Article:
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Two Is Just as Sweet for Dodgers

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In an almost carbon copy with Wednesday night’s 2-0 victory over the San Francisco Giants, the Dodgers rode to another 2-0 victory on starting pitcher Hiroki Kuroda’s lights-out pitching and Matt Kemp’s pop.

“To put wins back-to-back is the most important thing now,” Torre said.

Unfortunately there was no complete game for Kuroda (W, 8-8), but it was more of the same for him facing off against New York Mets’ starter Hisanori Takahashi (L, 7-5). They faced each other six times in Japan with Kuroda coming out ahead with a 4-0 head-to-head record coming into the game.

“There were so many lefties and my outside sinker was really effective,” Kuroda said through translator Kenji Nimura. “Also my split-fingered fastball was really good today.”

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Kuroda pitched eight innings of five-hit shutout ball against a retooled Mets lineup with Carlos Beltran, Jason Bay and Rod Barajas on the bench making it harder to prepare.

“It is a little difficult because you don’t have much information on them,” Kuroda said. “But I rely on Russell [Martin] and Russell sees how they bat. I just follow his lead.”

Through the first four innings, Kuroda faced the minimum 12 hitters despite giving up singles to David Wright in the first inning and Jose Reyes in the fourth. Both were erased by catcher Martin when they tried to steal second base.

“The two key outs were Russell’s throws to second base two innings in a row,” Kuroda said. “That really changed the momentum of the game.”

The fifth inning got dicey for Kuroda after smoothly sailing through the first four. After getting Ike Davis to ground to second, Kuroda gave up back-to-back singles to Jeff Francoeur and Chris Carter. Kuroda struck out Josh Thole and intentionally walked Luis Castillo to load the bases leading to the pitcher Takahashi grounding into a force play to shortstop to end the inning.

“He got out of that jam,” Torre said about Kuroda’s performance in the fifth inning. “He had great stuff tonight.”

Offensively the hero Wednesday night Casey Blake wasn’t so hot with three strikeouts. Instead the heroics fell to Matt Kemp who supplied all the offense necessary for the Dodgers. Kemp’s double in the first inning hit the base of the right field wall scoring Carroll for the first run and his 402-foot leadoff homer in the seventh inning gave the Dodgers the 2-0 cushion.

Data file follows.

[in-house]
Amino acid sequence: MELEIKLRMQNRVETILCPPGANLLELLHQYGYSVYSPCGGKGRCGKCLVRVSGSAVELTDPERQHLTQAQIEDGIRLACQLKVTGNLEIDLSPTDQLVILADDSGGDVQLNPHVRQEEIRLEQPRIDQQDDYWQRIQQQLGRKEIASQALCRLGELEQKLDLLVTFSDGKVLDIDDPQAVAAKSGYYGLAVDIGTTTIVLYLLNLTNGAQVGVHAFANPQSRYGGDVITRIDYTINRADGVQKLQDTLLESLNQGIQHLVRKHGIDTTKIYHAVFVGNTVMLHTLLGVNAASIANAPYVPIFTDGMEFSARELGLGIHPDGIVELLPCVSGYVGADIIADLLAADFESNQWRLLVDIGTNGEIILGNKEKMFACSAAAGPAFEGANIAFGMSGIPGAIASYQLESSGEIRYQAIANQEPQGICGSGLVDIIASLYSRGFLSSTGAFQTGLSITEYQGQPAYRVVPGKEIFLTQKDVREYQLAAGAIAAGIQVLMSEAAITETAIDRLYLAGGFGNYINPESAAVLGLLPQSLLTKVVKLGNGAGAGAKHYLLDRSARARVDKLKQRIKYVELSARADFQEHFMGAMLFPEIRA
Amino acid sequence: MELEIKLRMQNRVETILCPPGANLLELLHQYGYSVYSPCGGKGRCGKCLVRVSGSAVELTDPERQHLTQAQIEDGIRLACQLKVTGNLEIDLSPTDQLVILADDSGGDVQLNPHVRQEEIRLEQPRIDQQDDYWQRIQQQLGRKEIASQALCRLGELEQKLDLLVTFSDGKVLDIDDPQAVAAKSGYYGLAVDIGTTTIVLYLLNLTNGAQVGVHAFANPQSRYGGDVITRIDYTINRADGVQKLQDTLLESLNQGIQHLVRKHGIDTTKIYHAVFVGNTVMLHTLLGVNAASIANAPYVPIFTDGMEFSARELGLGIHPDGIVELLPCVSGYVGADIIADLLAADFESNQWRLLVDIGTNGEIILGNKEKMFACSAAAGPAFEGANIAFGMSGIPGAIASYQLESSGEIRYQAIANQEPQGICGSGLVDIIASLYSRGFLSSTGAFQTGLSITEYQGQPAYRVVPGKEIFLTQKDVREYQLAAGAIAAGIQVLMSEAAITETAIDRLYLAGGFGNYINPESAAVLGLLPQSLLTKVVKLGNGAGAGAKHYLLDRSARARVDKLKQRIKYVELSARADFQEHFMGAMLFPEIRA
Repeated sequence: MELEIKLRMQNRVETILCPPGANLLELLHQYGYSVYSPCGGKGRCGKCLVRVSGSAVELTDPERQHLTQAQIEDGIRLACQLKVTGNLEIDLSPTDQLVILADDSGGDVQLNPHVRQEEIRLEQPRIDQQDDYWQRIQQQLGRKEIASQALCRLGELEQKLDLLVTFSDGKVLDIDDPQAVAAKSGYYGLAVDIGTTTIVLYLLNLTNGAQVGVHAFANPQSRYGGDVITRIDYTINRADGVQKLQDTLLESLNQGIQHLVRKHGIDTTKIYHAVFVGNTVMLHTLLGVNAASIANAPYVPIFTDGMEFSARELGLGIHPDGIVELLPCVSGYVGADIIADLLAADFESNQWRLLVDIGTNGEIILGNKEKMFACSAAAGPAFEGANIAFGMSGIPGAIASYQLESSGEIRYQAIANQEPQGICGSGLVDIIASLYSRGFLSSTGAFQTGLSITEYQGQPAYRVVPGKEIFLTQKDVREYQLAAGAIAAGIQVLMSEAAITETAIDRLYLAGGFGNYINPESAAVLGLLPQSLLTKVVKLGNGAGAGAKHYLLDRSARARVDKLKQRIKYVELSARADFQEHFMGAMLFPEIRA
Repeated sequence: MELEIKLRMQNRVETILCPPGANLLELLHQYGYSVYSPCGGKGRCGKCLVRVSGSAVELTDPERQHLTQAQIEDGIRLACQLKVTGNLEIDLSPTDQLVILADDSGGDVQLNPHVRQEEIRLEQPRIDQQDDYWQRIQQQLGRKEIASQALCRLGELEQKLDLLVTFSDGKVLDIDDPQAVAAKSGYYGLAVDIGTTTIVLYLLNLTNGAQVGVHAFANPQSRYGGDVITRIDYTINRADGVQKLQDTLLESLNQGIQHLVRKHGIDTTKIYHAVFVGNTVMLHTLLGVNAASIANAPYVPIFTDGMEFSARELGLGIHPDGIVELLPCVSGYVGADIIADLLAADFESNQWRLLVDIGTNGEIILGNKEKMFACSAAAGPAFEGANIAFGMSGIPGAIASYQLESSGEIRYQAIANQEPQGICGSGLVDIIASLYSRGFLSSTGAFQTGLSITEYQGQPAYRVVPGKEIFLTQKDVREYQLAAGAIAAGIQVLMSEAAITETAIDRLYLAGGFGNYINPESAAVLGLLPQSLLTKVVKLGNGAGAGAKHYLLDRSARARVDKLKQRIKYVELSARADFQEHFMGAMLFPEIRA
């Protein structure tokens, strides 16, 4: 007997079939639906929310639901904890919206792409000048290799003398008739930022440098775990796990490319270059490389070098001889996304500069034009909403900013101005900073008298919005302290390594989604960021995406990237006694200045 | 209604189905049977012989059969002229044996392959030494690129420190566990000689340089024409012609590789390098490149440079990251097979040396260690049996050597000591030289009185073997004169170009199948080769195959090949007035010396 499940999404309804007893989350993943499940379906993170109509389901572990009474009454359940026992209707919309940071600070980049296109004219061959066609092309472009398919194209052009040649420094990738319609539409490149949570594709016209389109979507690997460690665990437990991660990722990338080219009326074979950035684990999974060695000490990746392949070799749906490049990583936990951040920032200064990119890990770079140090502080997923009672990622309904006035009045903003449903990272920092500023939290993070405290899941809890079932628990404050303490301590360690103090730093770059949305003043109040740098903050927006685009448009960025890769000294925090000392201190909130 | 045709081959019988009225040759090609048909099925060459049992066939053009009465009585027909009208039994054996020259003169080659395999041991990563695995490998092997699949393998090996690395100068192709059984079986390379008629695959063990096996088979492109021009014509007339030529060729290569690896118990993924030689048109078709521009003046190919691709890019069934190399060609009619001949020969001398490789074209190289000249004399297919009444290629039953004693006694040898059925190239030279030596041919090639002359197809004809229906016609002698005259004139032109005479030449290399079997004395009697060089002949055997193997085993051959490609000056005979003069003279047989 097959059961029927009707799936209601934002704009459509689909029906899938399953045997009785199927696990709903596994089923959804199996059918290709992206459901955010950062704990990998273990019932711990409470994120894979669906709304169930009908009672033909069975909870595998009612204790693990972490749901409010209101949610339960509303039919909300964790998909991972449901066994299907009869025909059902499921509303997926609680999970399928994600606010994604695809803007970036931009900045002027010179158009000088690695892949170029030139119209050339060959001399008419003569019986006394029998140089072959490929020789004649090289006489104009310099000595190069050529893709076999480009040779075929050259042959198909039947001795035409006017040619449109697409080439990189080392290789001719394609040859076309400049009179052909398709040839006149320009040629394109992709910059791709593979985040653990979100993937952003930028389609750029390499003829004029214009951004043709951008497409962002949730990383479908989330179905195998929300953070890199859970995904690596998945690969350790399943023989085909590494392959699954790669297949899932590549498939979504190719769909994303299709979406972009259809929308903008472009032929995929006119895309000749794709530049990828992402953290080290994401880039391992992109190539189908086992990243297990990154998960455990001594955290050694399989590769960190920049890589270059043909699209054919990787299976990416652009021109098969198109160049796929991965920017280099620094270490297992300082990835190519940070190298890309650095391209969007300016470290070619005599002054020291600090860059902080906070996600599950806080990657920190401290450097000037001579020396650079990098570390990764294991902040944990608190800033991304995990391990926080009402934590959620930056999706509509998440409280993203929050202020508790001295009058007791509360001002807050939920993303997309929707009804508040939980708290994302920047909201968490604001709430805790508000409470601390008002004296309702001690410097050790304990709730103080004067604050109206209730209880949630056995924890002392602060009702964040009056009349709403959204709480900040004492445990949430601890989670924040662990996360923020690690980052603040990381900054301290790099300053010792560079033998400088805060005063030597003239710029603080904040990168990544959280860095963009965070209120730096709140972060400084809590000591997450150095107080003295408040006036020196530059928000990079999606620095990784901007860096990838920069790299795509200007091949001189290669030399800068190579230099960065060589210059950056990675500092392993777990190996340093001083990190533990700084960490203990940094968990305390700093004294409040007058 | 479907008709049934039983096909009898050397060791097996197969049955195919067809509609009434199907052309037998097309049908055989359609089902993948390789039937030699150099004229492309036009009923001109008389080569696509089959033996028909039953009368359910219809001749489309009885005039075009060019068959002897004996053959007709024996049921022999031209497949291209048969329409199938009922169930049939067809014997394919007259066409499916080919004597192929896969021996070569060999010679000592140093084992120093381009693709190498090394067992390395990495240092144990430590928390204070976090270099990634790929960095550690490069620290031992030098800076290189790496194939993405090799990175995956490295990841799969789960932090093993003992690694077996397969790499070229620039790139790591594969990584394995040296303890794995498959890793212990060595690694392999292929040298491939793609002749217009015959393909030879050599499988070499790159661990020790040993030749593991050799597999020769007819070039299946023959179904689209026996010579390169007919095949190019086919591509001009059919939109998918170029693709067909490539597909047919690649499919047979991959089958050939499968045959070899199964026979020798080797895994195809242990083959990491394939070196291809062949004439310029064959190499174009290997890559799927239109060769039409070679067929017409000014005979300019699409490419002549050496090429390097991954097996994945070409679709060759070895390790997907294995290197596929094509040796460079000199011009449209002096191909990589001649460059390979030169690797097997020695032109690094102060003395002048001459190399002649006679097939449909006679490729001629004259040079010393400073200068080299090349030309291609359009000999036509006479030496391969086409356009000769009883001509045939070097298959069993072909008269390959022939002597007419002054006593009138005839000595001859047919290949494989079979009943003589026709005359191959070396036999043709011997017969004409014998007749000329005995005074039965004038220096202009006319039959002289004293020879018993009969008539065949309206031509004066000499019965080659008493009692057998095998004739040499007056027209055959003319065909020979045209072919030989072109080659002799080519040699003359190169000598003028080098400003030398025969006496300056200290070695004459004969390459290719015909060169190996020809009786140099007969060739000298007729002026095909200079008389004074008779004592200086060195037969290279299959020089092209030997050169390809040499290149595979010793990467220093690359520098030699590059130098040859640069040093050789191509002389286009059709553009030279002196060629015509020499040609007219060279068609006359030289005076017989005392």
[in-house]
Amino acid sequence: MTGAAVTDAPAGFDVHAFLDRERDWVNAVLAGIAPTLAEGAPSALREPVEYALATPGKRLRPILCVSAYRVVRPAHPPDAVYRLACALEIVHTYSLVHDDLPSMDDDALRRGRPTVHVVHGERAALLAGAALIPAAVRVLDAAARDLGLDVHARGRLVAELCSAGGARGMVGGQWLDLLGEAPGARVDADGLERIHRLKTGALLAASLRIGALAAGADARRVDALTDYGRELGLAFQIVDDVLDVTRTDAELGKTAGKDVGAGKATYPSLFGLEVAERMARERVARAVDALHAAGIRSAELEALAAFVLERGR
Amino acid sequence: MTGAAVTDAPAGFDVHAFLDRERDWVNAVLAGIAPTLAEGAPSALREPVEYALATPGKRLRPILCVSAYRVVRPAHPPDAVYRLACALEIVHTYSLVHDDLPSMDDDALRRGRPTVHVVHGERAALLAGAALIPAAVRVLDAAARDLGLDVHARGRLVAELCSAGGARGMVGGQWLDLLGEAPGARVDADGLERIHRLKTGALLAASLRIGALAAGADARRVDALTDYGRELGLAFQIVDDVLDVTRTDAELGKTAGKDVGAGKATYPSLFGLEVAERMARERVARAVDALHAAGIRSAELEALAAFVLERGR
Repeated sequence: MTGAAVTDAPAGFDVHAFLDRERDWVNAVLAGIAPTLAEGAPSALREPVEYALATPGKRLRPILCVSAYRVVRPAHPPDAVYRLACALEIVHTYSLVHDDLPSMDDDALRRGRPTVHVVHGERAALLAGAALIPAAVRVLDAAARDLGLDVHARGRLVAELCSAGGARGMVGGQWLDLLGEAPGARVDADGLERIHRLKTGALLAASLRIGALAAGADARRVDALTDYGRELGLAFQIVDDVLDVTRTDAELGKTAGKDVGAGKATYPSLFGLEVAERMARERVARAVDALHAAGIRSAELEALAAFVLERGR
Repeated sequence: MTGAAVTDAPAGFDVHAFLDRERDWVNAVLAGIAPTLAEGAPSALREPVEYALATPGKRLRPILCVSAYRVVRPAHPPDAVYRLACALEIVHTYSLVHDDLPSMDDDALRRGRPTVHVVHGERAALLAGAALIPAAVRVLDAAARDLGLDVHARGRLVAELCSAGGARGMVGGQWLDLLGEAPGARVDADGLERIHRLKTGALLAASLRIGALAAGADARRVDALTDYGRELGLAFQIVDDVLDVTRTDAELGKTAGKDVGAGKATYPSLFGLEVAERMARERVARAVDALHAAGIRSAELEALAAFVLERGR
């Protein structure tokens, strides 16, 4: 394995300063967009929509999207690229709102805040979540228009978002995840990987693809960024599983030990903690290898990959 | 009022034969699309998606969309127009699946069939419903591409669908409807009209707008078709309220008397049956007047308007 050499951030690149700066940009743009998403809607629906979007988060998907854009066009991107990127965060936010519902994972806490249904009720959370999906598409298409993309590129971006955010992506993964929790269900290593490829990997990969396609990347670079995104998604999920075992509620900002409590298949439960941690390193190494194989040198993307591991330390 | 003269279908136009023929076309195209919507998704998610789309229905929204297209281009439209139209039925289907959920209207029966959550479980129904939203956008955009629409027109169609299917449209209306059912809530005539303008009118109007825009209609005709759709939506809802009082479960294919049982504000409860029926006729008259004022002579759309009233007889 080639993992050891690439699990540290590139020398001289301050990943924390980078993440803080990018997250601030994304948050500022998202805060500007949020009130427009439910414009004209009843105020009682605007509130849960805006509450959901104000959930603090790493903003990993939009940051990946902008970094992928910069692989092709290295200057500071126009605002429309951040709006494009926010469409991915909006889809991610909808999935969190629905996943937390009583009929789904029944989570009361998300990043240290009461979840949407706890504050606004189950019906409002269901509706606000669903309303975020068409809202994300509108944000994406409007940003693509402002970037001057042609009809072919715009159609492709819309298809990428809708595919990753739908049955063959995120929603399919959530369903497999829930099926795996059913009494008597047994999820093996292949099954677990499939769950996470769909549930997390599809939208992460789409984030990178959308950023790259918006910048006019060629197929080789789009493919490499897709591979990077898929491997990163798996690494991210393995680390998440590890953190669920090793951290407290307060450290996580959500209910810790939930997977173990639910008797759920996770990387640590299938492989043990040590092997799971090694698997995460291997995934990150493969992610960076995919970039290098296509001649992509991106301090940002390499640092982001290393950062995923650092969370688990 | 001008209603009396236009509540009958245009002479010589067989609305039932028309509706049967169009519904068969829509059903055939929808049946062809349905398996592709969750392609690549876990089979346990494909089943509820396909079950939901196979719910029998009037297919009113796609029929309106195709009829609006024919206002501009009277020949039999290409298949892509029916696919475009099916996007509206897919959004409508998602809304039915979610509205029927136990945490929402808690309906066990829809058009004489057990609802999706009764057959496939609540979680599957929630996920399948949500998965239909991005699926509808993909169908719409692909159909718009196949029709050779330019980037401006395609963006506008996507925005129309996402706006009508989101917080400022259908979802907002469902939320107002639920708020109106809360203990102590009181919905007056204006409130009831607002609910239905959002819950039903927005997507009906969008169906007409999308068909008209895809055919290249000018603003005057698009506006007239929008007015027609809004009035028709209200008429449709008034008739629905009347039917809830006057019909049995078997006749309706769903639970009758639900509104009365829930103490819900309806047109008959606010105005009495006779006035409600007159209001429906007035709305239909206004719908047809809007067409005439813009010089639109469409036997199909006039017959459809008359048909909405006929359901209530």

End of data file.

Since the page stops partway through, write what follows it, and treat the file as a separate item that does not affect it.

“I try to go out there and drive in some runs and get something going,” Kemp said. “I did that tonight, and hopefully I can do that a lot more as the season goes on.”

“They’ve been doing their best to stay away from Andre [Ethier], so it was important for [Kemp] to pick up the slack today,” Torre said. “June was a struggle for him. Hopefully he gets back to that pace again.”

In to save the game for the Dodgers was Hong-Chih Kuo, who after making 20 pitches in two innings Tuesday night warmed up in the bullpen in Wednesday night’s game. Torre had no hesitation in bringing him in.

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“He was fine,” Torre said. “He really didn’t get all the way out there last night. I asked that question today.”

Regular closer Jonathan Broxton was sent home prior to the game and was unavailable.

“Broxton was sick,” Torre said of Broxton’s unavailability. “We thought when he first got to the ballpark he had something last night that he ate that didn’t agree with him. We thought he would be all right for the game, but it never got better. So we sent him home.”

Torre added that Broxton should be ready to go for Friday’s game.

The Dodgers have played their 857th consecutive game at Dodger Stadium without a rainout, breaking the previous stadium record of 856 games from April 26, 1988 to April 10, 1999. The last rainout at Dodger Stadium occurred on April 17, 2000.

This was also the sixth all-time meeting between Japanese-born starters and first since the Atlanta Braves’ Kenshin Kawakami faced Boston Red Sox’s Daisuke Matsuzaka on June 19, 2009.